FedEx (NYSE:FDX) became famous for its overnight delivery service, but it actually has four distinct business segments. In addition to the original express business, FedEx also consists of a freight business that handles larger shipments, a ground shipping business that competes with United Parcel Service (NYSE:UPS) for lower-priority shipments in the U.S. and Canada, and a services business that includes the FedEx Office retail stores.
Let's take a look at how much each of these business units contributes to FedEx's revenue and earnings, and how they stack up in terms of offering growth opportunities.
Express business remains king -- sort of
While FedEx has significantly diversified its business in the past 15 years, the FedEx Express division remains, by far, the largest piece of the company. In the 2015 fiscal year, the express segment generated $27.2 billion of revenue, representing 57% of the company's total revenue of $47.5 billion.
The ground segment was a distant No. 2, with $13.0 billion of revenue in fiscal 2015, followed by the freight segment, with $6.2 billion, and the services segment, with $1.5 billion. (These totals don't add up exactly to $47.5 billion due to payments between the business segments.)
In terms of earnings, though, the picture is quite different. The ground segment has very high margins, allowing it to routinely generate more income than the express division in recent years. Last year, the express segment recorded adjusted operating income of $1.9 billion, compared to $2.2 billion for the ground segment.
These two divisions together account for the vast majority of FedEx's earnings. The freight segment produced $0.5 billion of operating income last year, while the services segment doesn't even produce enough profit to be reported separately.
FedEx Express is poised for profit growth
Several years ago, FedEx began to restructure the express business to make it more efficient. These efforts have already started to drive faster earnings growth. Nevertheless, the express segment's full-year adjusted operating margin in fiscal 2015 was just 6.8% compared to the company's goal of producing double-digit margins in all three main business segments.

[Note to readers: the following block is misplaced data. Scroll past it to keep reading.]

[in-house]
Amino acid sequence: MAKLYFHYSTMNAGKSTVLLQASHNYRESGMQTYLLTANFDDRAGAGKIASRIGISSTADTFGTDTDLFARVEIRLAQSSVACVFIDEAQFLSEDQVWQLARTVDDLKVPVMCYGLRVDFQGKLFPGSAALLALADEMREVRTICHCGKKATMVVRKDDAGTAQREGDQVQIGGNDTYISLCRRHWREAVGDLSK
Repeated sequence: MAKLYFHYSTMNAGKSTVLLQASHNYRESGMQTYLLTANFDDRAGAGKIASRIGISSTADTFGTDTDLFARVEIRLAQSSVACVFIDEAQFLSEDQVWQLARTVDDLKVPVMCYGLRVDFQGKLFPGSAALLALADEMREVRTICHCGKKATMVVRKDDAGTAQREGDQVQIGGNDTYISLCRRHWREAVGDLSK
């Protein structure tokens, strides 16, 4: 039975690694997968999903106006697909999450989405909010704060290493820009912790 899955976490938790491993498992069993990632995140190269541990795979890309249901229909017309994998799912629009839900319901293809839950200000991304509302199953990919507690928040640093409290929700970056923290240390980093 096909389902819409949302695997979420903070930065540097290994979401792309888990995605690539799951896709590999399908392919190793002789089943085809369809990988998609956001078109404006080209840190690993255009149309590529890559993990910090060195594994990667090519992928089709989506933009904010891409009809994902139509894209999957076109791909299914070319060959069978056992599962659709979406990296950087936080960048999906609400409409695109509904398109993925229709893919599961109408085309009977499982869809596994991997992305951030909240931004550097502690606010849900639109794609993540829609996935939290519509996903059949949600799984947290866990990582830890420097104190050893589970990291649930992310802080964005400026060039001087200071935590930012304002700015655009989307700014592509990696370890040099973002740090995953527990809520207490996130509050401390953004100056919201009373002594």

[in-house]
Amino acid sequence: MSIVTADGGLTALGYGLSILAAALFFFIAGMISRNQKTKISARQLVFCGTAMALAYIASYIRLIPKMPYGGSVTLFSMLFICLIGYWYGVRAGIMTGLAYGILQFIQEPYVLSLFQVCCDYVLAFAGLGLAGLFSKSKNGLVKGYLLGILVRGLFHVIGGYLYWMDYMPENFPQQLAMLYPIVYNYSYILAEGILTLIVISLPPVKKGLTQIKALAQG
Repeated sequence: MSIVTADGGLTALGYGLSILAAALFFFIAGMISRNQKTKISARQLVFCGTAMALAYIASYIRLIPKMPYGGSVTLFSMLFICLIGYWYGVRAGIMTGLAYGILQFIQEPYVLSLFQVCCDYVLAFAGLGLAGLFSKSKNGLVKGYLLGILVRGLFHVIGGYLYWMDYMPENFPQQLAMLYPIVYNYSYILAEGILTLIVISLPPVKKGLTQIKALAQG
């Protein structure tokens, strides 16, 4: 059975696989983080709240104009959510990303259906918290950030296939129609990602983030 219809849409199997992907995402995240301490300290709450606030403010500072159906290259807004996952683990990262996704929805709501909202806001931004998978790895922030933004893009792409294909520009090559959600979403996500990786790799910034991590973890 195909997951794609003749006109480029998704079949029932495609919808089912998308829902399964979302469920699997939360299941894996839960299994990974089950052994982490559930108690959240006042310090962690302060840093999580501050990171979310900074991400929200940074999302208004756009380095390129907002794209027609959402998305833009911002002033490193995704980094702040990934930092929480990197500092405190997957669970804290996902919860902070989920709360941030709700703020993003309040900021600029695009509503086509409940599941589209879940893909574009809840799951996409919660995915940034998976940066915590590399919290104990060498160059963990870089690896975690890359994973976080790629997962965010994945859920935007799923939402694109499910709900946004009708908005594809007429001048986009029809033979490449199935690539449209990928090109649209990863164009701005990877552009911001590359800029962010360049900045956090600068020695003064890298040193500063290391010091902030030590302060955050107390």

FedEx is poised to take a major step forward in fiscal 2016. For the first half of the fiscal year, the express segment achieved an 8.9% operating margin, up by 2.6 percentage points from a year earlier. As a result, it has overtaken the ground segment in terms of earnings.
The express division's profitability is likely to continue rising in the second half of fiscal 2016 due to a big benefit from lower fuel prices. Looking further ahead, the pending acquisition of Dutch rival TNT Express will allow FedEx to further grow its express segment profit as it captures cost and revenue synergies.
FedEx Ground is the long-term growth machine
FedEx Express is thus enjoying a resurgence in profitability, while the addition of TNT Express will boost its revenue. However, its organic growth has been virtually nil in recent years. The segment's earnings can only rise so far if organic revenue growth remains sluggish.
By contrast, the ground business is growing steadily. FedEx Ground has gained market share from United Parcel Service -- its key rival -- for 16 consecutive years. As a result, from fiscal 2005 to fiscal 2015, its revenue nearly tripled, and segment operating income grew even faster.
Furthermore, both FedEx and UPS are benefiting from the explosive growth of e-commerce. Every year, retailers need more and more parcels delivered, and this trend is likely to continue for the foreseeable future. Thus, while the express division is driving strong profit growth today, the ground business will continue to be FedEx's main profit-growth driver in the decade ahead.
Adam Levine-Weinberg has no position in any stocks mentioned. The Motley Fool recommends FedEx and United Parcel Service. Try any of our Foolish newsletter services free for 30 days. We Fools may not all hold the same opinions, but we all believe that considering a diverse range of insights makes us better investors. The Motley Fool has a disclosure policy.